The Katherine E. Nash Gallery at the University of Minnesota presents Covered in Time and History: The Films of Ana Mendieta, the first gallery exhibition and catalogue specifically devoted to the filmworks made by this highly acclaimed and influential artist. The exhibition is comprised of 21 filmworks and 26 related photographs -- the largest collection of Mendieta's filmworks ever presented as a full-scale gallery exhibition in the United States. The exhibition and the corresponding book, co-published by the Katherine E. Nash Gallery and University of California Press, are the result of three years of collaborative research into the artist's moving image practice conducted by the University of Minnesota and the Estate of Ana Mendieta Collection. In preparation for the exhibition and book, the Estate of Ana Mendieta Collection provided full access to the artist's filmworks, transferred them to 2K high definition digital format for the exhibition, and provided still images...of the entire film collection from the new high definition scans for the catalogue. The exhibition travels nationally in 2016.
Ana Mendieta (1948-1985) is widely regarded as among the most original and talented artists of the post-war era. Recent career survey exhibitions presented at major art museums in London, Prague, Salzburg and Turin demonstrate the enduring power of her artistic vision and the continuing influence of her work for subsequent generations. During her brief career, from 1971 to 1985, Mendieta produced a stunning body of work that included drawings, installations, performance, photographs, and sculptures. Less well known is her remarkable and prolific production of films and videos. Covered in Time and History: The Films of Ana Mendieta locates Mendieta's moving image works at the center of her artistic oeuvre and with new research documents her prolific and varied use of the filmic medium, making clear her place as one of the key figures in the multidisciplinary visual arts practice that included filmworks and characterized the historic shifts in 1970s art.
Ana Mendieta was born in Havana, Cuba in 1948 and was sent to the United States in 1961 at the age of 12 as part of Operation Peter Pan, an initiative of the U.S. government and the Catholic charities that brought 14,000 Cuban children to Miami during the years 1960-1962. Mendieta was moved from Miami to Iowa where she lived in several foster homes, then attended the University of Iowa where she received undergraduate and graduate degrees in studio and intermedia art. In 1978 she moved to New York and joined A.I.R., the first gallery of women artists, established in 1972. She received grants from the New York State Council on the Arts, the New York Foundation for the Arts, the National Endowment for the Arts, the John Simon Guggenheim Foundation, and in 1983 the prestigious Rome Prize at the American Academy in Rome. Mendieta was a highly disciplined and unusually prolific artist; in her brief career she produced many important artworks in Cuba, Europe, Mexico and the United States.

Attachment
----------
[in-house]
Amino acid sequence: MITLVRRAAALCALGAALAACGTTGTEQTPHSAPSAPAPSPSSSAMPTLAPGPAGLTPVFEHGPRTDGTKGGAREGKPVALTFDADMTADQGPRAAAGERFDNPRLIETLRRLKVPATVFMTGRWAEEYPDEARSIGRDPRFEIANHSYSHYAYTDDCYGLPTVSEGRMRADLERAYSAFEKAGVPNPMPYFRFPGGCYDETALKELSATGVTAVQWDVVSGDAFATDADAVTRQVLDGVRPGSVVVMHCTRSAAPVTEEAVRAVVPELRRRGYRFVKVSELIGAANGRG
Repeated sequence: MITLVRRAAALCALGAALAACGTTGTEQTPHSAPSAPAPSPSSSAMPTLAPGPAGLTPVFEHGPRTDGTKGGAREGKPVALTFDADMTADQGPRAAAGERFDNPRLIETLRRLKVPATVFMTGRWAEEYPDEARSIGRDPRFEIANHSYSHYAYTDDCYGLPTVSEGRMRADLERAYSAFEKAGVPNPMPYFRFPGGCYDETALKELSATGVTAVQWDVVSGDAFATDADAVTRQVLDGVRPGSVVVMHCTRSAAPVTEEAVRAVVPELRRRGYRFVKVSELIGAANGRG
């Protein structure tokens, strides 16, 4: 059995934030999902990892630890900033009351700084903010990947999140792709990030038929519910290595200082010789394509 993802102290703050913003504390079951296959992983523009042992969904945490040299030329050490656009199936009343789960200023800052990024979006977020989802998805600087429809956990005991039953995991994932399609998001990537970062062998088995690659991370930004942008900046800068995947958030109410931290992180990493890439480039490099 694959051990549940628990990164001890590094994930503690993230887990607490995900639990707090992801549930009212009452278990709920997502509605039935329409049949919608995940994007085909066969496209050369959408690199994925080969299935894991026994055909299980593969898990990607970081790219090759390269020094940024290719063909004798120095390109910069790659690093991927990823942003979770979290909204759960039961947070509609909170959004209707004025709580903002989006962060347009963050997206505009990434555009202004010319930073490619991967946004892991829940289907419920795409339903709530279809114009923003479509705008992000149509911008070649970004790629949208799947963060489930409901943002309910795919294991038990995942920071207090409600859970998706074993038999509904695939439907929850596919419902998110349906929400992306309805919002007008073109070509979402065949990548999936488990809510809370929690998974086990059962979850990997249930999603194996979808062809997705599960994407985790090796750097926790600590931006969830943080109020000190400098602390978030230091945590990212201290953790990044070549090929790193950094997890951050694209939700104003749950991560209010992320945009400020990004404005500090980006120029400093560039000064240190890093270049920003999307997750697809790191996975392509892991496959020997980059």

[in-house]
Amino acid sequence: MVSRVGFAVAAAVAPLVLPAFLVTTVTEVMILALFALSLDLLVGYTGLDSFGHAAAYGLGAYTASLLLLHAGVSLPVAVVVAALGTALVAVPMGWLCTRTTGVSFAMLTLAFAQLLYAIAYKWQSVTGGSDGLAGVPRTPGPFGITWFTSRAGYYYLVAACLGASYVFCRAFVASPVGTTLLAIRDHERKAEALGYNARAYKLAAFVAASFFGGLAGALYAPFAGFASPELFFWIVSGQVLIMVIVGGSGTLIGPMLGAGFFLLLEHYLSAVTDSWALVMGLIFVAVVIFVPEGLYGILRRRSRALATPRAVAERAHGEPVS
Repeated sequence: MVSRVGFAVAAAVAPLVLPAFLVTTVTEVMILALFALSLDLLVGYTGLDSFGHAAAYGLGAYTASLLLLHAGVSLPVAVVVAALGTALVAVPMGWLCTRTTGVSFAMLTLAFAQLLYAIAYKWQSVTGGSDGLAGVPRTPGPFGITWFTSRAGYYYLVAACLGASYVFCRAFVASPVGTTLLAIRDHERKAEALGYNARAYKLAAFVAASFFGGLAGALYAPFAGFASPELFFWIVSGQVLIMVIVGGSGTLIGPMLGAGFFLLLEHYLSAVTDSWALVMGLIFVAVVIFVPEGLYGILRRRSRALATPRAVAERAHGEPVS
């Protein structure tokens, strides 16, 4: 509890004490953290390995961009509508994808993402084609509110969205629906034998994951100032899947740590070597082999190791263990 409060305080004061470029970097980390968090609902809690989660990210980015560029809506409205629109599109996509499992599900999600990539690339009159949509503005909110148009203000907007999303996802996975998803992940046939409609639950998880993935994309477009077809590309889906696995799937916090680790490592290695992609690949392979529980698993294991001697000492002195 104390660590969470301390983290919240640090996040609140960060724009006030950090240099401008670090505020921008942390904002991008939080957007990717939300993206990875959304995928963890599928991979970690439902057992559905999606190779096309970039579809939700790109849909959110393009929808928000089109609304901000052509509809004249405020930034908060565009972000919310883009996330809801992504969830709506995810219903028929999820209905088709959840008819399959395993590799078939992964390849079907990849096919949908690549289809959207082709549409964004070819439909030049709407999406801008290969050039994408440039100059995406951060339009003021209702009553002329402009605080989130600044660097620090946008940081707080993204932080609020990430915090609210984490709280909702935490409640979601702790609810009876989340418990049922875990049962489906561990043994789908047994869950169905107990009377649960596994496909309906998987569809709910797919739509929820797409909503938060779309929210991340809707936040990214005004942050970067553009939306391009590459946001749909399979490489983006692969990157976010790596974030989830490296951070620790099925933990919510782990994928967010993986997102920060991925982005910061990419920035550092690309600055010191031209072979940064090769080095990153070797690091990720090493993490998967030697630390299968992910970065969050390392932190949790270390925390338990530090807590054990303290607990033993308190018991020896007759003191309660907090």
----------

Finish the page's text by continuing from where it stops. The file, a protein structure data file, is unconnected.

Ana Mendieta's particular merging of sculpture, earth art and performance (earth-body, as she termed it) stands as a unique and singular artistic expression. Her work crossed many borders including artistic and time-based disciplines; geographical and political boundaries; and the investigations of history, gender and culture. Mendieta's artwork speaks powerfully to a wide diversity of audiences across the generations because a sustained and unflinching investigation of what it means to be human can be found at the core of her work. The artist's personal biography encompasses the existential dilemmas of the modern era: the experience of personal, cultural and political displacement; the loss of connection and continuity with one's individual and collective past; the pressure to conform and assimilate in a foreign environment, language and value system.
The artist's esthetic lexicon encompasses the persistent dialogue with history and yearning for wholeness that is at the heart of human culture. Her work demonstrates an economy of means and a complicated beauty. Ana Mendieta was influenced by and interested in the artistic movements of her time, including Minimalism, earth art, performance art, and feminist art as well as the historical and spiritual legacies of many cultures, ancient and modern. She drew from each of these influences but ultimately it is the unique, original, and surprising inventiveness of her work that sets it apart and has characterized her continued relevance for subsequent generations.
The exhibition title comes from a statement made by the artist about her work in an interview with Linda Montano published in Sulfur 22 (Spring 1988): "[I]n 1973 I did my first piece in an Aztec tomb that was covered in weeds and grasses - that growth reminded me of time. I bought flowers at the market, lay on the tomb, and was covered with white flowers. The analogy was that I was covered by time and history." This title references the artist's intent for her work and her engagement with the past, the element of time that is intrinsic to the film medium, and the continuing study of her films.